We’d love to see your works in progress. Something that makes you feel simple, full,  or creative. Something you’re making. Something you’re doing (folding a pile of laundry–again?). Something you’re planning. Share in the comments!

Continue reading

On the worst days

Dear Fellow Mom,

You’re trying. I know you’re trying. But no matter what you do, you can’t do it all. Boy, have I been there. That moment when everyone.needs.you.at.once. That moment when the baby’s face is red from screaming and you can’t remember the last time you made it through the dinner hour without playing baby roulette and passing her from person to person in an attempt to stave off permanent indigestion. That moment when the toddler chooses to make a big deal out of what color sippy cup his milk is in– and all the others are dirty. That moment when your hormonal teenager brushes past you, clearly fighting back tears, and you hear your 6th grader slam a door down the hall, and you realize you forgot to turn the crockpot on, and it’s an AWANA night, and the kindergartener wants to know if it’s o.k. that the toilet water is running out onto the floor every time he flushes.

Continue reading

Feeding the People {a large family’s 2 week menu with links}

This menu was thrown together somewhat willy nilly in the midst of a sick baby’s recovery and a family schedule that felt well, unscheduled. There weren’t that many events to plan around, but having just come off of a solid week spent on the couch nursing a sick toddler, I decided that the last thing I wanted ahead of me was any meal that would cause me to feel rushed. So I selected my go-tos– the ones that make everyone happy and can be thrown together with my eyes closed. The result is two weeks’ worth of meals that lean heavily on pastas, but will fill the bellies quite nicely.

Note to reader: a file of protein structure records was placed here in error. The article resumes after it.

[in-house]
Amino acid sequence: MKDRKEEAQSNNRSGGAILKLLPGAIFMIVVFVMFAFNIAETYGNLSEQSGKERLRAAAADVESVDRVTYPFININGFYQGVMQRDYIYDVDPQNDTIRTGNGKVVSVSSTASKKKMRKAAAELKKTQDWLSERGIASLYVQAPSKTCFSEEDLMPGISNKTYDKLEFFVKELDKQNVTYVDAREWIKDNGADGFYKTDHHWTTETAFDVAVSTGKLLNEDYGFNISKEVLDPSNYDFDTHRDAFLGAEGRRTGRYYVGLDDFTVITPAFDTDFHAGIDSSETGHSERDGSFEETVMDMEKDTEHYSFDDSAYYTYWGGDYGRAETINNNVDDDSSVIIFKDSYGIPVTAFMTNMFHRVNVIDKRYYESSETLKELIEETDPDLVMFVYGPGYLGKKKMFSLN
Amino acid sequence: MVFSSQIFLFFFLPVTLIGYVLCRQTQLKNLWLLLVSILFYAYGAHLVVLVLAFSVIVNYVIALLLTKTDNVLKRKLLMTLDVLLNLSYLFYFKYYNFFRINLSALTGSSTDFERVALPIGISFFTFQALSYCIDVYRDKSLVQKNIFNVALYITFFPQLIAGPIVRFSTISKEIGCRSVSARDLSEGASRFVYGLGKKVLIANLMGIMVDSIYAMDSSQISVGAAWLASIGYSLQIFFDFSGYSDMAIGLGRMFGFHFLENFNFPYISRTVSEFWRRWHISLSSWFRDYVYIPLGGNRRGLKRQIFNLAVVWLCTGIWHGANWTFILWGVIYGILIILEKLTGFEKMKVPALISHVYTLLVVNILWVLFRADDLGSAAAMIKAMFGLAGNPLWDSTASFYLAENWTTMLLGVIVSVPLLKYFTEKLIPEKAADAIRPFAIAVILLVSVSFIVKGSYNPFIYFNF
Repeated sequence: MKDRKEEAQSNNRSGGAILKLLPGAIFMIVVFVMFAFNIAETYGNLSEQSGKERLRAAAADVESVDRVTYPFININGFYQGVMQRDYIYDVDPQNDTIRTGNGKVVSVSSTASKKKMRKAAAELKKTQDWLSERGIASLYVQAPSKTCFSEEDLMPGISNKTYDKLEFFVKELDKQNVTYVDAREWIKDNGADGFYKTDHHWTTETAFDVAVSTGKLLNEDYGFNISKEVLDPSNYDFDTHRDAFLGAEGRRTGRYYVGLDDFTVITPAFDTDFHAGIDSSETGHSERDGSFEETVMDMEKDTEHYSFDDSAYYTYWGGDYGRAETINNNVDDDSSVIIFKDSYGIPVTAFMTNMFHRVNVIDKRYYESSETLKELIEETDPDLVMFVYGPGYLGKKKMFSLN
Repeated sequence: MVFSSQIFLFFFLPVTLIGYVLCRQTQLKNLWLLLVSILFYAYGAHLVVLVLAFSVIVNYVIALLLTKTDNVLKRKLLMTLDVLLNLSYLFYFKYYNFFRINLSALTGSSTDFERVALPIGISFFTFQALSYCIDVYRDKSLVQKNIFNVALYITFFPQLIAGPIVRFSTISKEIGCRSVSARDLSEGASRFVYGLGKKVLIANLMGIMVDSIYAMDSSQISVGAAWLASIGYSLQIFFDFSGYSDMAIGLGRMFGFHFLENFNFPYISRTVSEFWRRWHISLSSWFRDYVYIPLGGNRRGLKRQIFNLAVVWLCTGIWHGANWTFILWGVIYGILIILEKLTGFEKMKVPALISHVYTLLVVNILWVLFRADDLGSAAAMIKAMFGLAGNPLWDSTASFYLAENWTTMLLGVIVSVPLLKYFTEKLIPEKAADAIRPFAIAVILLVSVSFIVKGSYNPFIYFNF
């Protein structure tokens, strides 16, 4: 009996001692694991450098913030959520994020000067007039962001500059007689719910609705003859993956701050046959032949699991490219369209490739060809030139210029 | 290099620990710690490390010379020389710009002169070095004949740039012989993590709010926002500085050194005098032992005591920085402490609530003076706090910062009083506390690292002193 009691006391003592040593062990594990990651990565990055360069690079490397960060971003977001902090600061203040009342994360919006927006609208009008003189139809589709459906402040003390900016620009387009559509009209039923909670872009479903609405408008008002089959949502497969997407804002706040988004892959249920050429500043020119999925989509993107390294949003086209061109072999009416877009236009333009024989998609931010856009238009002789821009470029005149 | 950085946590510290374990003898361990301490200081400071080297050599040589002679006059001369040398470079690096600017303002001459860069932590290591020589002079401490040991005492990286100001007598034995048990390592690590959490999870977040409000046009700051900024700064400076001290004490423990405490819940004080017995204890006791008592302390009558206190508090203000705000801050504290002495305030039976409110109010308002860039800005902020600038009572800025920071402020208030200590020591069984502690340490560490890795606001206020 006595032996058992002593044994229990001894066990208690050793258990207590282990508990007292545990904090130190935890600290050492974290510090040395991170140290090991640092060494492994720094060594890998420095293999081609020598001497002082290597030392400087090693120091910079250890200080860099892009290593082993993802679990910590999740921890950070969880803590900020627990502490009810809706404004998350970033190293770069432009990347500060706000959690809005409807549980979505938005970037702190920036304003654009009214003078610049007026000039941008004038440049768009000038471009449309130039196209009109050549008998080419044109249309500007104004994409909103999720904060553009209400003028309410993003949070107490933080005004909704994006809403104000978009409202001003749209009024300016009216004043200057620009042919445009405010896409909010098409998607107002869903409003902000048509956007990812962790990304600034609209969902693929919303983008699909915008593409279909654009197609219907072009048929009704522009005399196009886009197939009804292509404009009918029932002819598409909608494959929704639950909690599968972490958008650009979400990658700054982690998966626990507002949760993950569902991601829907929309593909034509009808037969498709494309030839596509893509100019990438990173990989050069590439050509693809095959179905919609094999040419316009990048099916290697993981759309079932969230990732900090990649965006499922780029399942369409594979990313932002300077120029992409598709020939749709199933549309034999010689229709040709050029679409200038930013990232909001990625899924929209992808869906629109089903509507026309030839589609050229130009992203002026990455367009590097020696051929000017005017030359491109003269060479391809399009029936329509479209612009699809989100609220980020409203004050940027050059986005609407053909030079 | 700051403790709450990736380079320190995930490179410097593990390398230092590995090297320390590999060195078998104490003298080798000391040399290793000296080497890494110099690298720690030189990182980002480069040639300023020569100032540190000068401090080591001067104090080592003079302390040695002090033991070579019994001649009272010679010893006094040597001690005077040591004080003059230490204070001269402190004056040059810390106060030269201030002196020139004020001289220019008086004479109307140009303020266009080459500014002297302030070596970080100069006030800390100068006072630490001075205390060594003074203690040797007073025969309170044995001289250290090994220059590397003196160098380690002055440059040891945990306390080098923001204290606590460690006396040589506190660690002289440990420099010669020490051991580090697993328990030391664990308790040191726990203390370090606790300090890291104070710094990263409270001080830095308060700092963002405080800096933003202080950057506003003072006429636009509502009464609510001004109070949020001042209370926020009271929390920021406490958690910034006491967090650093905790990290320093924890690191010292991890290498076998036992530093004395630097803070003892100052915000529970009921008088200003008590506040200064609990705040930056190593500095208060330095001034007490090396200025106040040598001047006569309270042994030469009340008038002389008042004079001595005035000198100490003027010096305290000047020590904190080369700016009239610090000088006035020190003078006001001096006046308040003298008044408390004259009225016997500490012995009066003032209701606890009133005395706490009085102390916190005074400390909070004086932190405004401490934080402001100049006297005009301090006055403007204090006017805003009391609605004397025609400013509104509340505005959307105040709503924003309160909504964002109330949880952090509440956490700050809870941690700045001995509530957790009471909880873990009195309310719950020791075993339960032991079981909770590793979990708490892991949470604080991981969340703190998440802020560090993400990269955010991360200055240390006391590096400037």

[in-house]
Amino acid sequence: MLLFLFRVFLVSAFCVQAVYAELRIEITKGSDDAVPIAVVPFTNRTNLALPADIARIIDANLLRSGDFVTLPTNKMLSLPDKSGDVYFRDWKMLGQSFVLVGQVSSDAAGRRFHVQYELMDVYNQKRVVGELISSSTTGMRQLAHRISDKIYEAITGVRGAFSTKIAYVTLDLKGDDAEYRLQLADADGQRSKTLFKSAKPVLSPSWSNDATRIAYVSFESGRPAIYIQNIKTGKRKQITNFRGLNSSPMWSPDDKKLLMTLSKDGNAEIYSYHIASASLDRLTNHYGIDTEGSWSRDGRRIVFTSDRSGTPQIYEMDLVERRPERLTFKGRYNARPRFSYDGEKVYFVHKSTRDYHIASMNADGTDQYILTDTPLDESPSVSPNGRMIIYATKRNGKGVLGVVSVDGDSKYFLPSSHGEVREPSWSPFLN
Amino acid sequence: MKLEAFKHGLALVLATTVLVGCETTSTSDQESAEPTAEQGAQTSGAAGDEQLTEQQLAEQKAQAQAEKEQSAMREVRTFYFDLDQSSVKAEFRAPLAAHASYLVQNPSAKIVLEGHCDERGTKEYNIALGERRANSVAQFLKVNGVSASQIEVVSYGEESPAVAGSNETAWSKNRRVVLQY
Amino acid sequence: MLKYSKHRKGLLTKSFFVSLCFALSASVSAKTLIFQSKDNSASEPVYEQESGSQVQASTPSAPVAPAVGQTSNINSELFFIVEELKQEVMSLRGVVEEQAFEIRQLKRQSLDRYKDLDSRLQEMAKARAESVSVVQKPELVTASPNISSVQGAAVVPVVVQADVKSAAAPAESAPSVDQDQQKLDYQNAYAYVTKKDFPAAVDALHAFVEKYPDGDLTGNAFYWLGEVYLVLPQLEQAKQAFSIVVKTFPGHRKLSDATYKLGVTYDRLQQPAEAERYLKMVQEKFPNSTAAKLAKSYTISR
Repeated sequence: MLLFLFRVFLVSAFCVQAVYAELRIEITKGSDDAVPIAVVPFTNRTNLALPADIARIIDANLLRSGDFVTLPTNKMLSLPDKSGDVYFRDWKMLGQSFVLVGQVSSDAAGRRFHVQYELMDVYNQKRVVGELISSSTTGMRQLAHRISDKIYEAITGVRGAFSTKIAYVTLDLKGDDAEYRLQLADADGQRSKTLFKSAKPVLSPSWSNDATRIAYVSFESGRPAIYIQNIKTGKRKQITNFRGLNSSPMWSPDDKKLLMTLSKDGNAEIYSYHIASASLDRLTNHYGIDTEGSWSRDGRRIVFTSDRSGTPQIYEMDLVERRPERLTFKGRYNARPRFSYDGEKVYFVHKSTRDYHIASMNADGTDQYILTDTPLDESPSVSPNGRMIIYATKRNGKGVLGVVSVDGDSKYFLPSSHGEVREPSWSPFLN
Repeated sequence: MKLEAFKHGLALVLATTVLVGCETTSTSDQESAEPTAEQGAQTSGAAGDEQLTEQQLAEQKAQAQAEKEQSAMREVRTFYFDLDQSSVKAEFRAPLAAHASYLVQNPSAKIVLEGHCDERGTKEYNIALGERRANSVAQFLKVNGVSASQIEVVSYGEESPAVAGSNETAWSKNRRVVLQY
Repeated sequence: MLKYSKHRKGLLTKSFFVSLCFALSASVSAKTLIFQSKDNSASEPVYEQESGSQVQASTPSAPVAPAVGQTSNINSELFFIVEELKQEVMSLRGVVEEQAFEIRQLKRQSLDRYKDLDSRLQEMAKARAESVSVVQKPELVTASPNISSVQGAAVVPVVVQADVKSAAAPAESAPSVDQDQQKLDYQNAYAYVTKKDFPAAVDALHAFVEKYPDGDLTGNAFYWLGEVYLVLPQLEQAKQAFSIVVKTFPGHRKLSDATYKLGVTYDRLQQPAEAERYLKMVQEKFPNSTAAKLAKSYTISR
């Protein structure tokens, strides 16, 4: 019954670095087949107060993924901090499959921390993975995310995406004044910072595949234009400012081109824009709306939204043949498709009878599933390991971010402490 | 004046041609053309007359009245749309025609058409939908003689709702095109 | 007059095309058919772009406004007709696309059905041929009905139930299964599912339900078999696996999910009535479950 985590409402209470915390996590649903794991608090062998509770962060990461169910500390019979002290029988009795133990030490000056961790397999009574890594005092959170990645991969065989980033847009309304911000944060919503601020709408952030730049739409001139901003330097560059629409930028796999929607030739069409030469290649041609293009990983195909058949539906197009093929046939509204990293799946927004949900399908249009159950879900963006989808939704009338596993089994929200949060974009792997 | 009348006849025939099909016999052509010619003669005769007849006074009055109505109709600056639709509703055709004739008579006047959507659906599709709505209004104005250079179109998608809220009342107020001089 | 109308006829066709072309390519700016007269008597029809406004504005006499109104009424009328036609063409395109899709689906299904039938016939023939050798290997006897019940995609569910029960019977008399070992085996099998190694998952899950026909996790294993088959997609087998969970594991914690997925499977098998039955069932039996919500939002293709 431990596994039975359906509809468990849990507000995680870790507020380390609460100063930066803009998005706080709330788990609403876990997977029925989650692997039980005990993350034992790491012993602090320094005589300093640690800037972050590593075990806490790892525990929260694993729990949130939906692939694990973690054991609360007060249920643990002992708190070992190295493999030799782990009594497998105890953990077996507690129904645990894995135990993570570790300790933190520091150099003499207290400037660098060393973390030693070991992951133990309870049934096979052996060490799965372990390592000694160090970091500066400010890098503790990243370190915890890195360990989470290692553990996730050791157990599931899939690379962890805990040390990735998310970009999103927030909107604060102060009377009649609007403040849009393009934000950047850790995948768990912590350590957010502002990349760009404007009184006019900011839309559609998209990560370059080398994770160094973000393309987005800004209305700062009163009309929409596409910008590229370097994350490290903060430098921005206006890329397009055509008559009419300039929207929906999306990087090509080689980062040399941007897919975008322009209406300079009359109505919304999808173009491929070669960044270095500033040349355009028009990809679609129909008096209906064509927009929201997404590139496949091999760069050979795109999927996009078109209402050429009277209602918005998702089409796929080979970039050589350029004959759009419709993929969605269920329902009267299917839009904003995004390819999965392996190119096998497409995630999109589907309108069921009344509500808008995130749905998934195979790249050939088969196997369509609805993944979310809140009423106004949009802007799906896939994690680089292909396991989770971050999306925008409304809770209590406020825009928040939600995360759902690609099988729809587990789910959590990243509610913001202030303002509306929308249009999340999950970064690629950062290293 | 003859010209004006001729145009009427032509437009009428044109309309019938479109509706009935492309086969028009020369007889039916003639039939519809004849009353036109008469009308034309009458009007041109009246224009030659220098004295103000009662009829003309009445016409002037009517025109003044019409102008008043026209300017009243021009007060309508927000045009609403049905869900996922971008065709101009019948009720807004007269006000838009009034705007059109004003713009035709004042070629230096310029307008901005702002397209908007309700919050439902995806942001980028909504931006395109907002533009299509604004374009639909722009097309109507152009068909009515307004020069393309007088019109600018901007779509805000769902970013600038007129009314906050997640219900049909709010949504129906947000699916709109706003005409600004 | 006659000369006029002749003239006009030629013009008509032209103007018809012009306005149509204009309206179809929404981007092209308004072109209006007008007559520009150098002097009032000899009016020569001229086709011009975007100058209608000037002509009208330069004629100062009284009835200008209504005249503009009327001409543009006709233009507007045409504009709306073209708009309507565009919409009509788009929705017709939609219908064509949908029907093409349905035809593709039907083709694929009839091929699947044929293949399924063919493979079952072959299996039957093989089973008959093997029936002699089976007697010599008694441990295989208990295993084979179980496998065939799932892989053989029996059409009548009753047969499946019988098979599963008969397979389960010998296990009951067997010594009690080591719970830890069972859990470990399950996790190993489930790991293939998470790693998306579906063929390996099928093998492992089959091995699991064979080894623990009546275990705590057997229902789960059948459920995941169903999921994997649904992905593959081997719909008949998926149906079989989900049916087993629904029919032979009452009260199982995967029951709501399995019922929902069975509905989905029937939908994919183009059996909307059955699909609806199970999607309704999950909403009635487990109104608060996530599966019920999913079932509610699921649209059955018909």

Continue reading

{Work in Progress Wednesday}

Graduation is only a concept. In real life every day you graduate. Graduation is a process that goes on until the last day of your life. If you can grasp that, you’ll make a difference.

—Arie Pencovici

(Work in progress: planning the high school graduation of one very excited, very accomplished homeschooler. Details to follow …)

We’d love to see your works in progress. Something that makes you feel simple, full,  or creative. Something you’re making. Something you’re doing (folding a pile of laundry–again?). Something you’re planning. Share in the comments!

Continue reading

Why wool? {cloth diapering with natural fibers}

I admit it: I was a reluctant cloth diaperer. After a brief investigation of cloth prior to the birth of our first baby (quickly nixed by my hubby, who found the whole idea “gross”) I was a happy disposable user who rarely gave a thought to where all those handy little Huggies went after I tossed them in the trash. I certainly never wondered about what made them so darn absorbent. And while I knew we were literally throwing money away multiple times a day, I didn’t stop to consider that there was another way.

Continue reading